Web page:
(Bill read first time.)

The Hon. the Speaker: Honourable senators, when shall this bill be read the second time?

(On motion of Senator Bellemare, bill placed on the Orders of the Day for second reading two days hence.)

(1430)

Canada-United States Inter-Parliamentary Group

Annual National Conference of the Council of State Governments, December 10-13, 2015—Report Tabled

Hon. Janis G. Johnson: Honourable senators, I have the honour to table, in both official languages, the report of the Canadian parliamentary delegation of the Canada-United States Inter-Parliamentary Group respecting its participation at the Annual National Conference of the Council of State Governments, held in Nashville, Tennessee, United States of America, from December 10 to 13, 2015.

Annual Winter Meeting of the National Governors Association, February 19-22, 2016—Report Tabled

Hon. Janis G. Johnson: Honourable senators, I have the honour to table, in both official languages, the report of the Canadian parliamentary delegation of the Canada-United States Inter-Parliamentary Group respecting its participation at the Annual Winter Meeting of the National Governors Association, held in Washington, D.C., United States of America, from February 19 to 22, 2016.

Fisheries and Oceans

Notice of Motion to Authorize Committee to Study the Regulation of Aquaculture, Current Challenges and Future Prospects for the Industry and Refer Papers and Evidence from First Session of the Forty-First Parliament to Current Session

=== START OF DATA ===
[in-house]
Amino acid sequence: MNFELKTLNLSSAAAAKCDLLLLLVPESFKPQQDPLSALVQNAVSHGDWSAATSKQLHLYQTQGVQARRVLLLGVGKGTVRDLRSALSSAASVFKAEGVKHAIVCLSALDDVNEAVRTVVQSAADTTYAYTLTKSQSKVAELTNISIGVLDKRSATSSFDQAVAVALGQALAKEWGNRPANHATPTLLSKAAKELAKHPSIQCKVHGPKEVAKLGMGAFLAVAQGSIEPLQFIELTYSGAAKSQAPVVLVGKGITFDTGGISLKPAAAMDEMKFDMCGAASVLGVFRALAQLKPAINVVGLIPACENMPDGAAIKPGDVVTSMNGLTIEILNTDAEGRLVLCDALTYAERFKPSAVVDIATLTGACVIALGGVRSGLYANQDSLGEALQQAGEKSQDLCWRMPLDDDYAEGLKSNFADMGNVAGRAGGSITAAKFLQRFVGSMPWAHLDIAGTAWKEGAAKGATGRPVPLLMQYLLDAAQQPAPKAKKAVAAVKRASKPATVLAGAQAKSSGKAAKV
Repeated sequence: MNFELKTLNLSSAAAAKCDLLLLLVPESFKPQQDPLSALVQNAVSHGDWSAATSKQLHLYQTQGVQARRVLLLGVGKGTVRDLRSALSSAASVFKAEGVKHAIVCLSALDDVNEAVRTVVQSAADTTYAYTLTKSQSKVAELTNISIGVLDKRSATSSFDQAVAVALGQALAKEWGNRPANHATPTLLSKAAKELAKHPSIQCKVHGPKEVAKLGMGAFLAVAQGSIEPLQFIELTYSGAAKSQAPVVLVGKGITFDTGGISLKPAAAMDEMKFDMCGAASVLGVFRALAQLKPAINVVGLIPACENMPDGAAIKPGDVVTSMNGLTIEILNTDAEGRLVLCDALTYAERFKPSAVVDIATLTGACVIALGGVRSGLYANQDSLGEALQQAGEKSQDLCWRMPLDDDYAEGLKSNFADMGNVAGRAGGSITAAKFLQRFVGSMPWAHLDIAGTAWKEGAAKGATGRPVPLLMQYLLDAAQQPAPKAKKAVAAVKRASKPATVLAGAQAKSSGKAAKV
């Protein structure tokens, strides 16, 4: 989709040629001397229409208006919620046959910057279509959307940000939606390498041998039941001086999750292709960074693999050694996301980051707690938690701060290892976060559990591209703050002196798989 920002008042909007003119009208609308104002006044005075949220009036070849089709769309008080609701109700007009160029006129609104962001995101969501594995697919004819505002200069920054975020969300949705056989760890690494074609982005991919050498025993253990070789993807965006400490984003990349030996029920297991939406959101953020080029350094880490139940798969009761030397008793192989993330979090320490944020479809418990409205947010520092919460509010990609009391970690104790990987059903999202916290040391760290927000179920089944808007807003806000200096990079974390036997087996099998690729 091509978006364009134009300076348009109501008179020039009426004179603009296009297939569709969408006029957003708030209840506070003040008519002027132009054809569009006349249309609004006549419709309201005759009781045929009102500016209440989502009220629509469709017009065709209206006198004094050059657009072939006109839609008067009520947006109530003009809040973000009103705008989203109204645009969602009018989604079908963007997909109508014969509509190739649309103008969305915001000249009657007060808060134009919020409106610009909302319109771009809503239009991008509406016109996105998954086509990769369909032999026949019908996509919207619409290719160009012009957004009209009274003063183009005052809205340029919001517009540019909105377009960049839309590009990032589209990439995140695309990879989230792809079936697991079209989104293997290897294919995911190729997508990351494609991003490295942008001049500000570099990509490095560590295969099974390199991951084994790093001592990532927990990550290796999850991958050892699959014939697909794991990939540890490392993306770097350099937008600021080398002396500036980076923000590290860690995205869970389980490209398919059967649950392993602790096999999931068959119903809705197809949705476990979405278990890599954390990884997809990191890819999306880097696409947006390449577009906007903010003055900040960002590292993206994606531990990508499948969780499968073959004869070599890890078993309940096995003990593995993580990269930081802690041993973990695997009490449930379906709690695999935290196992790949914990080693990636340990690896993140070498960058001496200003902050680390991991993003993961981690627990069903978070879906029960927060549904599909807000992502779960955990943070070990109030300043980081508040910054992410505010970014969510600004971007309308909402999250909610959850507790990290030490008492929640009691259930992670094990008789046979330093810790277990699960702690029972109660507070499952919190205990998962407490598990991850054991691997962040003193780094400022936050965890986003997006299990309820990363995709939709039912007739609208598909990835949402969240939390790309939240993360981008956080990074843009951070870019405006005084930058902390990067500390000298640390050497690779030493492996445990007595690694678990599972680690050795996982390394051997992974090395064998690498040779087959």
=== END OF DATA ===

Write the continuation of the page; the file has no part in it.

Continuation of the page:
Hon. Fabian Manning: Honourable senators, I give notice that, at the next sitting of the Senate, I will move:

That the Standing Senate Committee on Fisheries and Oceans be authorized to examine and report on the regulation of aquaculture, current challenges and future prospects for the industry in Canada;

That the papers and evidence received and taken and work accomplished by the committee on this subject during the First Session of the Forty-first Parliament be referred to the committee; and

That the committee report from time to time to the Senate, but no later than June 30, 2016, and that the committee retain all powers necessary to publicize its findings for 180 days after the tabling of the final report.


[Translation]

QUESTION PERIOD

Agriculture and Agri-Food

Dairy Industry—Diafiltered Milk

Hon. Claude Carignan (Leader of the Opposition): Honourable senators, my question is for the Leader of the Government in the Senate and it is about a problem that is threatening Canadian dairy producers, particularly those in my home province of Quebec. I am talking about diafiltered milk, a form of highly concentrated milk protein that is imported from the United States and used instead of fresh milk in the manufacture of cheese products.